What they’re saying about the Philadelphia Eagles’ 41-33 victory over the New England Patriots in Sunday’s Super Bowl LII:
Philadelphia Inquirer, Bob Ford: For this season to finish, and for the team’s 57-year drought to end, with [Nick] Foles, the backup who replaced Carson Wentz in December, outdueling [Tom] Brady is mind-boggling. The Eagles had to win on a night in which their defense faltered against Brady … until the end.
In fighting their fight and labeling themselves underdogs, the Eagles adopted the civic persona of Philadelphia as the gutty fighters that few respect or fear. … To finish it off, they had to rally around a quarterback who doesn’t have much of a past, and realistically doesn’t have much of a future. The career of Nick Foles was pointed to this one moment in which he would either lead them or fail to lead them. What he did was remarkable, throwing for 373 yards and three touchdowns, and not taking a single sack. … This season’s script has been so preposterously fictional that making it fact once again would be very difficult.
Boston Globe, Tara Sullivan: A stunning fourth-quarter play by these fearless Philadelphia Eagles sent Brady to his sideline earlier than he ever thought possible, denying him a chance for yet another fourth-quarter comeback drive, destined to wonder what might have been had football fate gone his way like it has so many times in the past. On the wrong side of a 41-33 final score, on the far side of his 40th birthday, on the way out of Minnesota without a sixth Super Bowl ring, but with a whole off-season worth of questions, Brady is yet again charting new ground.
Will he ever get this chance again? Will the Patriots ever be the same again? Will Josh McDaniels’s expected departure change the offense inexorably? Will Rob Gronkowski seriously consider retiring? Will Brady himself haul his aging body back on the field? Perhaps most of all, will he ever fully understand how he could set the Super Bowl passing record for the second year in a row (505 yards) yet be left to lament the lost opportunity of his night?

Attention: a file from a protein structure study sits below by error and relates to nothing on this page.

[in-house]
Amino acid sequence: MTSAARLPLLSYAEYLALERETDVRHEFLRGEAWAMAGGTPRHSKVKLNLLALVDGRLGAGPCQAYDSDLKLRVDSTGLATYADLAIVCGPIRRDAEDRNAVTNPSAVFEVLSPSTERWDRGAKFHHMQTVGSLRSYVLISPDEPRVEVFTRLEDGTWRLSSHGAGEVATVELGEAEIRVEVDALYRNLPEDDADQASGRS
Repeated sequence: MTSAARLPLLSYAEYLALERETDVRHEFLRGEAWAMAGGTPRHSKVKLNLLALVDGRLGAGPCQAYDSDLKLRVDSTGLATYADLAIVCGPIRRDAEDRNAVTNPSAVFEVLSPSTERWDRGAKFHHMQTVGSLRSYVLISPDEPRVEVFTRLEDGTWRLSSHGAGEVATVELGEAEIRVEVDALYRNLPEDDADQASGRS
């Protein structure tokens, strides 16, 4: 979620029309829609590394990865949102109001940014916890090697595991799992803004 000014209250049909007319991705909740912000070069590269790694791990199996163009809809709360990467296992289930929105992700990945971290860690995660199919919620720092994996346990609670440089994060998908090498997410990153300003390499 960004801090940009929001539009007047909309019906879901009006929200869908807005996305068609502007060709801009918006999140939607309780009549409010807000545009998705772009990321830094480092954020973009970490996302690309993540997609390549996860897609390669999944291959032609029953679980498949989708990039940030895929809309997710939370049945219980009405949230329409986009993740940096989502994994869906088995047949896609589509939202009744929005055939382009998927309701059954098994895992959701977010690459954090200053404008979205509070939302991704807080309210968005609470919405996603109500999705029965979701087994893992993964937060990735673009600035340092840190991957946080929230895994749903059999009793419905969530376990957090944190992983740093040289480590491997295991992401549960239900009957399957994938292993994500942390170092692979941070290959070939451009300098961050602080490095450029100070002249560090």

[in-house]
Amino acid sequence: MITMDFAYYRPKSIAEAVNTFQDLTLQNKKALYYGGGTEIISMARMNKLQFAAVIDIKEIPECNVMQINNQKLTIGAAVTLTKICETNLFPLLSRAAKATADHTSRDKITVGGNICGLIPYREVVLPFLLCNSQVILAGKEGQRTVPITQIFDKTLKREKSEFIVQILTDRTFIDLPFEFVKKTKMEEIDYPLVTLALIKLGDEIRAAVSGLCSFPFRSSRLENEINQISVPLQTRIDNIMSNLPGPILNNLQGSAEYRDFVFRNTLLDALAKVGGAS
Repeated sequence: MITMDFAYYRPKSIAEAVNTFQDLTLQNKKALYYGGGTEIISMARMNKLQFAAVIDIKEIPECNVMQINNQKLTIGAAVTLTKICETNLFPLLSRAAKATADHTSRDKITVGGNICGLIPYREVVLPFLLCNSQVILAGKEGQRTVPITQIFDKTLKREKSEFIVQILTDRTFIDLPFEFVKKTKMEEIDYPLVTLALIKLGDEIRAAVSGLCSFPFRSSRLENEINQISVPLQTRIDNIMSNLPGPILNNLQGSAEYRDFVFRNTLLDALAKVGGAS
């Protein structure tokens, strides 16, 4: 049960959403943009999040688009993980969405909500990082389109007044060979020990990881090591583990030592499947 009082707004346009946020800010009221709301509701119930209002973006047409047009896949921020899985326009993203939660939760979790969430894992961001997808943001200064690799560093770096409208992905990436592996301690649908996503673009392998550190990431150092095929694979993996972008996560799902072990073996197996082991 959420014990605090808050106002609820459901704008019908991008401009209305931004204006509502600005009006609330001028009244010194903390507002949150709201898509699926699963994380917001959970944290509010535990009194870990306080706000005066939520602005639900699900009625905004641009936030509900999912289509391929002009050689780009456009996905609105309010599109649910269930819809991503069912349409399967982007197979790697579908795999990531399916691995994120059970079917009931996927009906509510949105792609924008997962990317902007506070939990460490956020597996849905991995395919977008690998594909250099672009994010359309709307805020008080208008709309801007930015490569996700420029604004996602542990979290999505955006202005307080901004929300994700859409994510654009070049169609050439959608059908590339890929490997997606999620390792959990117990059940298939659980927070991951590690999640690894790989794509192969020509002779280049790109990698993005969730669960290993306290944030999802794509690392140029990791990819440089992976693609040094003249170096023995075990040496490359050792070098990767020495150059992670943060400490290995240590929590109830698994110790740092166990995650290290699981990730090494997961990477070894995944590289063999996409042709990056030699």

Tim McManus, ESPN: [Eagles Coach Doug] Pederson showed some serious guts -- serious guts -- by dialing up a reverse quarterback throwback on fourth-and-goal late in the first half. Swiped from the Chicago Bears, who had used it against the Minnesota Vikings, the Eagles broke it out in a huge moment on the game's biggest stage. Pederson's aggressive style was key all season, and helped the Eagles walk off as champions.
Sports Illustrated, Andy Benoit: The Eagles consistently created favorable angles and leverage for their receivers, and at times they even dictated favorable matchups. They got some significant help here from the Patriots, who shockingly benched starting corner Malcolm Butler. ...
Butler’s absence was huge. Not only was [Patrick] Chung, a safety, now essentially the No. 3 corner caught in a tough slot matchup against the shiftier Nelson Agholor, but the usual slot corner, Eric Rowe, was isolated on the outside. Downgrades resonated at two positions….
[Patriots defensive coordinator Matt] Patricia wouldn’t say why Butler sat on defense, other than that it came down to playing certain “packages.” But, given everything Philadelphia did to exploit New England’s man coverages, it was the biggest coaching decision of the game, and one of the biggest in Super Bowl history. That Butler and the rest of the secondary didn’t know about it until moments before kickoff is mind-blowing. Afterwards, Butler said that the Patriots gave up and him, and that he “could have changed that game.” We’ll never know.
CBS Sports, Cody Benjamin: Philadelphia knows about underdogs. There was Rocky, of course, who was an inspiration to the city but, still, purely fictional. There was Vince Papale, a nice walk-on story about going from the grandstands to the NFL field.
A backup turned Super Bowl starter, Foles at one time put up the best touchdown-to-interception ratio in NFL history, and now he's responsible for giving the city of Philadelphia its first Super Bowl win. With that accolade under his belt, it's hard to imagine Sunday being his last game under center for the Philadelphia Eagles, but that could also be the case. ...
If Foles can win a Super Bowl picking up where Wentz left off, in fact, who's to say the Eagles won't be doubly committed to their young signal-caller? Who's to say their confidence won't skyrocket knowing that, with Wentz healthy and returned to form, they might have a legitimate shot at chasing more Super Bowls?